Blair Trewartha currently resides in London, Ontario where he edits poetry for the collective Anstruther Press .

He is the author of two chapbooks: Break In (Cactus Press, 2010) and Porcupine Burning (Baseline Press, 2012), and his first collection of poetry, Easy Fix, was published by Palimpsest Press in 2014 and shortlisted for the Relit Award.

Blair's most recent publication, “Breach,” received honourable mention in Arc’s 2016 Poem of the Year contest. 



Palimpsest Press - Easy Fix

Baseline Press - Porcupine Burning

Cactus Press - Break In



            Beaches Park (Victoria Day, 2015)


In crumpled leaves, gnats gnaw the backs of burnt necks

waiting for fireworks. We don’t worry about an eclipse

yet ‘career’ is a hurtling rock we never counted on.                                     

Fear of overcast, constant tease of rain.

Everything sealed above will always hold,

but it won’t let us stray far from store fronts and awnings.


You worry about burn out and the intangible,

that we’ll never have a normal night again.

But that’s what saves me from my imagination,

that circus where it locks, where we ride cabs like battering rams

to hospitals, long swords singing the wood-splinter of our entrance.


Soon in this park, they’ll begin to blow things up.

Families will keep their kids up too late to watch that first crack

and flare—waves flopping onto shore, dark blue long gone

from the water. I think of that beach in Newfoundland that’s losing

all its sand. Shadows we can’t angle without the sun.


On those darkest nights to come, meet me outside the NICU.

Or let me hold you in front of our hatchback when you lose the keys.

How many nights will you open someone up, pull fresh hands and feet

into the room with you? How often, when everything goes blue,

will you return something no one even had yet?


The first one is lit. Spiral of yellow buckshot—confetti fire

snuffing out across the lake. I read somewhere that Orcas are learning

to beach themselves for a kill. Two weeks each year, their bulging bodies

breach a mere sand-dune away from suicide, wiggle back to blue-depth

before they’re trapped. I’ll bet that’s a trick we could learn

if it comes to that.

Year in Review         


I don’t know where to turn stones

or make faith, but I ache too.

We’re a YouTube clip away from lockdown,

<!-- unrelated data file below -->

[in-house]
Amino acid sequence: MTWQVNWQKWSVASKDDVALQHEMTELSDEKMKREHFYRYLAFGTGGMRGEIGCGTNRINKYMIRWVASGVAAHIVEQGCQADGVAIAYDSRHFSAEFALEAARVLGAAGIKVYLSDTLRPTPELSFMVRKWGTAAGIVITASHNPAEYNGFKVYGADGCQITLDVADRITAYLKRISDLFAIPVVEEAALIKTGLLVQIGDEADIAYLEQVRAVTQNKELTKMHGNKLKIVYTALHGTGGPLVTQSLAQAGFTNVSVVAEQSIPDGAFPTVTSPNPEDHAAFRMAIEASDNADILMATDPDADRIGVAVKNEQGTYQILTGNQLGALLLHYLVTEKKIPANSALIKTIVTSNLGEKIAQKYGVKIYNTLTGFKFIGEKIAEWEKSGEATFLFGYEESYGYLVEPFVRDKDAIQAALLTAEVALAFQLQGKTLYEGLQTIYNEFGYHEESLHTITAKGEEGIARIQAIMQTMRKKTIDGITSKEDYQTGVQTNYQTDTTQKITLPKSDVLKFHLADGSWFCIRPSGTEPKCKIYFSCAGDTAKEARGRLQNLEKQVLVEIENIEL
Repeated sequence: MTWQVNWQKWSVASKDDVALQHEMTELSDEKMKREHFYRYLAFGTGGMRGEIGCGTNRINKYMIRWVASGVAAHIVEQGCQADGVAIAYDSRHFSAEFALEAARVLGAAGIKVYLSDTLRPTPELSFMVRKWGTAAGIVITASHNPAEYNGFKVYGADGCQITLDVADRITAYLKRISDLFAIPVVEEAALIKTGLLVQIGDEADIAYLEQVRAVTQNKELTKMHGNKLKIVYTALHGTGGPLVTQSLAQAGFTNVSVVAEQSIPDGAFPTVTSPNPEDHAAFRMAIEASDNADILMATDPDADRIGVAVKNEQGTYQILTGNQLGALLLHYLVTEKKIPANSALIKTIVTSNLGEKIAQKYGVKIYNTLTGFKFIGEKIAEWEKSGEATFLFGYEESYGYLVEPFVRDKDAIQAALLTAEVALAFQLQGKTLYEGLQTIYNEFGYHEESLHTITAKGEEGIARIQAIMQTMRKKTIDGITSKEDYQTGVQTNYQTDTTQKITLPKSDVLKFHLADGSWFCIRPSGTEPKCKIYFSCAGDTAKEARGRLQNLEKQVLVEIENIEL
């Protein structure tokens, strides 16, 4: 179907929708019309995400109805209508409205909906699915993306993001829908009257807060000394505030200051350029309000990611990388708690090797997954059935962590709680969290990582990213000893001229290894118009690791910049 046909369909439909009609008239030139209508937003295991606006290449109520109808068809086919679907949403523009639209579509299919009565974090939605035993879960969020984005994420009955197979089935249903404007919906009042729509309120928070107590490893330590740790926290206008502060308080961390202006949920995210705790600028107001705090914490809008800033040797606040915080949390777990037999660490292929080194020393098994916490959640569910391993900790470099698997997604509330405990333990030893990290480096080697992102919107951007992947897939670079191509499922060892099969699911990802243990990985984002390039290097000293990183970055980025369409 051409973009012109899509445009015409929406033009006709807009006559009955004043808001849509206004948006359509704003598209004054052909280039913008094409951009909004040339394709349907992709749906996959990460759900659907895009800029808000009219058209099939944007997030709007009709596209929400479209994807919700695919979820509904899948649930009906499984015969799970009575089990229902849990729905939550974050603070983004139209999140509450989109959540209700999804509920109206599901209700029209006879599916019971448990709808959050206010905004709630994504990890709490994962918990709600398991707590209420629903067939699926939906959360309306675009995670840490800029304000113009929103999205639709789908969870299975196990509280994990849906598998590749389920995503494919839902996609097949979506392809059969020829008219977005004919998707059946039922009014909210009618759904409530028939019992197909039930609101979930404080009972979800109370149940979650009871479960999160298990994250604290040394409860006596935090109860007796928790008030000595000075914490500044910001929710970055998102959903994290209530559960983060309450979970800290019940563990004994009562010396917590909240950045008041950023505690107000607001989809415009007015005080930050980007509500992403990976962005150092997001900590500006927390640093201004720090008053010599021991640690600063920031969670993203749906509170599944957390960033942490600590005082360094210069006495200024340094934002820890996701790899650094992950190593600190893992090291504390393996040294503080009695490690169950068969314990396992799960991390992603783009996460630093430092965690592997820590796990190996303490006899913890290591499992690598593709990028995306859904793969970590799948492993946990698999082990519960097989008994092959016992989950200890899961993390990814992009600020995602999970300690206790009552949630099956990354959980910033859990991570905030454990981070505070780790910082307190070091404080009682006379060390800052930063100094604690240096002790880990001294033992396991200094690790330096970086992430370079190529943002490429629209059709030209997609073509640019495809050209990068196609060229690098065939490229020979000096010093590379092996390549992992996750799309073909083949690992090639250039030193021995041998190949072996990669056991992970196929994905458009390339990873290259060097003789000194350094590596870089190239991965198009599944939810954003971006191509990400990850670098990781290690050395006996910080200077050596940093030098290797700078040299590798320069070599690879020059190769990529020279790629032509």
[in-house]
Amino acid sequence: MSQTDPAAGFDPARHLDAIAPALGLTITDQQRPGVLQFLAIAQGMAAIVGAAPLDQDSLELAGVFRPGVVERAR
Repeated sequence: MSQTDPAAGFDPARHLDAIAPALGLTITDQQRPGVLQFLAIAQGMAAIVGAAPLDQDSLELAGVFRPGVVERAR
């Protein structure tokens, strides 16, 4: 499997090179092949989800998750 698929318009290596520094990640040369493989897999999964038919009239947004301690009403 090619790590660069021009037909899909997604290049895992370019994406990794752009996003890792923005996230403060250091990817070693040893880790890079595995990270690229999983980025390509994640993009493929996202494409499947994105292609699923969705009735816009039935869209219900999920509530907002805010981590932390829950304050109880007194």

those polyester boys are watching

body parts flop in the dirt,

montage of punched-out pedestrians,

the man from Montreal who pulls

his lover apart like Play-Doh.

The night belongs to frat boys now.

Hallelujah, a pregnant pause

in a church service. Things that fly

are never hollow until they hit the ground,

a billboard from an office window, reading:

 jus ad bellum. Across this continent,

a thunder of batons. Brass raining down,

everyone caught holding umbrellas.  

I’ll give you snow, but that’s it.

You can love it like a jug of Javex,

the only thing we’ve got

that cleans up everything.

Just remember your daily commute,

constant refrain of the streetcar at dusk:

sick as a dog, off meth for two weeks,

sick as a dog, sick as a dog…

I too want to preserve something beautiful,

but art and fossils are like Beanie Babies

and copper wire, the root and loot of plunder.

It’s the only thing we’re good at.

Time Lapse of a City

Across the city someone wraps

a lit apartment around their shoulders,

reads a book until

the last word is sleep.


A doctor grips the steering wheel,

pulls a scalpel from beneath the seat

and prays for the next red light,

a sudden traffic jam. 


An engineer spreads his wings

and jumps. Telemarketers still

dial their Mothers’ numbers

at the start of every shift.


Somewhere a man forgets

his address at Starbucks

and sits for hours, body

pressed up to the window

until he’s baptized.


Somewhere loud music hits

and the city becomes a flock of pigeons,

cooing. An entire world

with its ducks

in a row. Feathers brushing

against feathers for warmth.


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